Thursday, July 22, 2010

Spying on Gygax

Colin McComb, who worked at TSR in the 1990s, relates a fascinating -- and sad -- bit of gaming history over at Kobold Quarterly. He briefly tells of being sent by executives at TSR to spy on Gary Gygax at GenCon in 1992, when Gary was releasing Mythus, the first game in the unfinished Dangerous Journeys line.

I'm very grateful to Mr McComb for telling this story, as it reveals yet another example of the absurd vendetta that Lorraine Williams-era TSR pursued against its own founder and one of the founders of the very hobby that provided the company with its profits. It's of a piece with some of the slanders and rumors that were circulated about Gygax in various quarters in the wake of his departure, as others can attest.

What a shame.


  1. Make sure you see Dave Newton's comment over there.

  2. I (along with the writer of the Ardwulf's Lair blog) got to play in one of the DJ demos run by Gary at that Gen Con. Was the first, and unfortunately the only time I got to meet him. While I don't remember much about the demo, I did become a fan of the game, and walked away with a signed copy of it and fond memories of meeting one of the founders of it all.

  3. Lest anyone coninue to wonder why the TSR of the 90's was villified, this is just one of many, many stories, Gygax-related and otherwise, floating around that show TSR's utter contemtp and hostility towards the hobby during that era.

    As someone who retains a love of pretty much all of their products from the 70's and early 80's, my reaction to their going out of business in 1997 was, "What took so long?"

    I don't like WotC era D&D. But they didn't burn down the village to save it. They built a new village on top of one that had already burned down.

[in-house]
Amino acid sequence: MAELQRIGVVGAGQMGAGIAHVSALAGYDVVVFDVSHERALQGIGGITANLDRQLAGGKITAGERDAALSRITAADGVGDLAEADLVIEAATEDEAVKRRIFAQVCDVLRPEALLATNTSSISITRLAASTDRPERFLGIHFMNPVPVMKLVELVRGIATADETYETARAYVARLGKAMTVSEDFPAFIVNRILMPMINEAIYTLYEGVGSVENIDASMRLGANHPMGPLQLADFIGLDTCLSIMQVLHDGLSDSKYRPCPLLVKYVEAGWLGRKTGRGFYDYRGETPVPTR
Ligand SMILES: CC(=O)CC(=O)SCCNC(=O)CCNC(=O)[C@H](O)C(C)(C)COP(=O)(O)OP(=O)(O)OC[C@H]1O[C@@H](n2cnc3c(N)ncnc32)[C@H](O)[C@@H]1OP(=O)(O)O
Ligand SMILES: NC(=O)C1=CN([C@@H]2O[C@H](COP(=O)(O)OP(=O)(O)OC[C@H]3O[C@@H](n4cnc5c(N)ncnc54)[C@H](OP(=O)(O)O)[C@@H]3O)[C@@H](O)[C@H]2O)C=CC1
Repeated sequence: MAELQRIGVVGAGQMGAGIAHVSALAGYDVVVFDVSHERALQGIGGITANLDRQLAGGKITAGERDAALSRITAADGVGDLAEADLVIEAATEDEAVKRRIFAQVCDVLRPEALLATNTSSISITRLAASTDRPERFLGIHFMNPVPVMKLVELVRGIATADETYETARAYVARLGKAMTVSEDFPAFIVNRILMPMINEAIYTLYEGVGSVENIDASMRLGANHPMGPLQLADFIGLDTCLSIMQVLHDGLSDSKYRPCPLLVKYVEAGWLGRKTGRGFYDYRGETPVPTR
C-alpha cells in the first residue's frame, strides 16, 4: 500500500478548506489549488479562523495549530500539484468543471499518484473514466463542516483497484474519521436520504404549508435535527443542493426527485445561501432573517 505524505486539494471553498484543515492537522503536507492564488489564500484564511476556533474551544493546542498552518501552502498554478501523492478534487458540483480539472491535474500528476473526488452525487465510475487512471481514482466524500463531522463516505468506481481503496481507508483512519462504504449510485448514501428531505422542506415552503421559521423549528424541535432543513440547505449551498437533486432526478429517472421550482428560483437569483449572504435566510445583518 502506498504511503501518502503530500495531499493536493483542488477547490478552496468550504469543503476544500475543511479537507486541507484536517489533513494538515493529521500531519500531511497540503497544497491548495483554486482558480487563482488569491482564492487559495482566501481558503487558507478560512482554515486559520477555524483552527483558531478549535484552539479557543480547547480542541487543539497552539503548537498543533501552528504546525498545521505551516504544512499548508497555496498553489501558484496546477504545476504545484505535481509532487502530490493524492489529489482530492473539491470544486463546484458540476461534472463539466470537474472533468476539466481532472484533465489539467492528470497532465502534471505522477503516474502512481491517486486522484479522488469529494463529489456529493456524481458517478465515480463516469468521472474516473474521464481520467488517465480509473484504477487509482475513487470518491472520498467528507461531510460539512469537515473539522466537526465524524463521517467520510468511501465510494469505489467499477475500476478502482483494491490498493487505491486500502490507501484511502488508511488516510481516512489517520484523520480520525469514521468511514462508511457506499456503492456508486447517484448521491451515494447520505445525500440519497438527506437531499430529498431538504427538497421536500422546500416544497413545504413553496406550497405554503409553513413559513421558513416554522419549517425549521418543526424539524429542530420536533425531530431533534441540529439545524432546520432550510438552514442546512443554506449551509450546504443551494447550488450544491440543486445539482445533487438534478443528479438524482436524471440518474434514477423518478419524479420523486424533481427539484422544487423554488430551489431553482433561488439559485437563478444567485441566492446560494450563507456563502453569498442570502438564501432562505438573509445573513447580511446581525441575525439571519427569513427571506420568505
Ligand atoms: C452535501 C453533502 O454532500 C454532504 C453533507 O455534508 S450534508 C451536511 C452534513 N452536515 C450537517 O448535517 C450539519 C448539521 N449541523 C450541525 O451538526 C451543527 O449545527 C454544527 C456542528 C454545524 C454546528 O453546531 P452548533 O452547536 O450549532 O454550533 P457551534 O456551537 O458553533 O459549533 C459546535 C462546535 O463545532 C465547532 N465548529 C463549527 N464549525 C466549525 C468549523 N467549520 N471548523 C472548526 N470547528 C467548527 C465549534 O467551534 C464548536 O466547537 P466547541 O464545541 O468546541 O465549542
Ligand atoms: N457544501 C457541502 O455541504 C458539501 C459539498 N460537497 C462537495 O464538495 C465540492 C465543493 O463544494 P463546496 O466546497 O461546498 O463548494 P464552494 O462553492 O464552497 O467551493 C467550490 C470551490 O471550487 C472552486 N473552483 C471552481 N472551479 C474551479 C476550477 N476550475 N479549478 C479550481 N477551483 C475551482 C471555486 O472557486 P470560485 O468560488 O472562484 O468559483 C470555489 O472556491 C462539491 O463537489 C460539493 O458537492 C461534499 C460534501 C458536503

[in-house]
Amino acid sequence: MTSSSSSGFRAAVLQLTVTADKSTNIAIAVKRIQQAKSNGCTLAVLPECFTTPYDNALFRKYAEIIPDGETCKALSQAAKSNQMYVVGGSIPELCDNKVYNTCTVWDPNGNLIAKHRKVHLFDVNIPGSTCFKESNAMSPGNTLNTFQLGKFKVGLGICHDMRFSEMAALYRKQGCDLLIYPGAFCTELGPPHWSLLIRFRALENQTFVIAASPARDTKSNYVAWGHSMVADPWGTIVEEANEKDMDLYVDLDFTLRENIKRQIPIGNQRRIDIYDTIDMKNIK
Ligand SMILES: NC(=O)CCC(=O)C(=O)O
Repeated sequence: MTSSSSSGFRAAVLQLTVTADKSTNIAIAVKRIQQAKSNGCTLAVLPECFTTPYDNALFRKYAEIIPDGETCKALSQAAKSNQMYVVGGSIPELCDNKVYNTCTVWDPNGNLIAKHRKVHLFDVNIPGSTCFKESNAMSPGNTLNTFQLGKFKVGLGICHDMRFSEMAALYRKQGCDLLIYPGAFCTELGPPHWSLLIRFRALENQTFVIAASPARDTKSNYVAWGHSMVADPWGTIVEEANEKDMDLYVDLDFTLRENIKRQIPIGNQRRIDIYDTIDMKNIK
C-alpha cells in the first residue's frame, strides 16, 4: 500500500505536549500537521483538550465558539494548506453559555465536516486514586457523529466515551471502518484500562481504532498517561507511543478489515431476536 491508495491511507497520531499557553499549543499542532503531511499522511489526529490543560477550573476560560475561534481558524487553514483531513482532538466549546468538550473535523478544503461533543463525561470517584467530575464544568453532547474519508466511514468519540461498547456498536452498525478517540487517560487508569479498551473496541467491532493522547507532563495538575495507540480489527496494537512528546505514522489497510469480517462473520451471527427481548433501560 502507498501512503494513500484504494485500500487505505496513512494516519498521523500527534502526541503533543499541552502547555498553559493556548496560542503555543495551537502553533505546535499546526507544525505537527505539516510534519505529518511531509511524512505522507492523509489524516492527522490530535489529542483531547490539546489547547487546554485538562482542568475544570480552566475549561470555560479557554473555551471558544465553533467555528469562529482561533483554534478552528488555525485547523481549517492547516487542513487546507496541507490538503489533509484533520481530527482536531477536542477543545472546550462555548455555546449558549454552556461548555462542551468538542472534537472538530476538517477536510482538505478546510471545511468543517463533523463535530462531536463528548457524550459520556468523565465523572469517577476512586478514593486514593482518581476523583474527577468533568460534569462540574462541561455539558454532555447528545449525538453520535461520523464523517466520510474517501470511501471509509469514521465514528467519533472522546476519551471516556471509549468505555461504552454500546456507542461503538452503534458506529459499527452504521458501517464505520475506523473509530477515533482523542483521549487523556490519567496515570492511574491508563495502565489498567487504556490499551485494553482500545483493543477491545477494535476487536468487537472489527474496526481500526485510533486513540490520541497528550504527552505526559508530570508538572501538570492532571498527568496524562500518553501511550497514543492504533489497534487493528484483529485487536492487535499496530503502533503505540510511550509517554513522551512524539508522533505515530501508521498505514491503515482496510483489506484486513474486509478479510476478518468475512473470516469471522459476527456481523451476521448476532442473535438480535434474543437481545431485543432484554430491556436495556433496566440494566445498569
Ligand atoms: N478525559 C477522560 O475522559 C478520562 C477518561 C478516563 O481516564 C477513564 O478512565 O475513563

4. I've read a lot about Lorraine Williams. I don't think she was nuts, or necessarily a villain. But she -- and the corporate culture she imposed on TSR -- very much did not understand gaming culture, and based on Williams' own quotes, did not think a whole lot of it... even while they were trying to profit from it.

    That being said, I think it says something that TSR was worried about some little tiny game being published by Gygax when they were in control of the 800 pound gorilla of gaming. That's just kind of sad (and ridiculous).

  5. I'm sure her grandkids love her and all, but that lady sounds like a real piece of crap to me. I can't imagine anyone having comtempt for their own business, not just unprofessional but kind of whorish to get money from doing something you hate and find distastful. But I guess it happens. Look at Hollywood.

  6. It still happens. My mother worked for National Rent a Car when Wayne Huyzinga bought the company. He was an absolute piece of crap that hated the company and basically ran it into the ground the minute he bought it...rumor was he bought it just to have easy access to rental cars for he and his staff when they traveled around the US. He was known to fire counter agents on the spot who didn't basically kiss his ass when he strolled up to rent a car and tell jokes about it later. And check out the guy who ran Home Depot into the ground a couple of years ago (before the current CEO who is doing a good job). He has gone on record saying he hated the company from the word go and did it only for the money (he had a ridiculous golden parachute when they finally bounced his worthless ass). And as you say Brun look at Hollywood. Anyway, I guess the lesson is don't be surprised at this sort of behavior....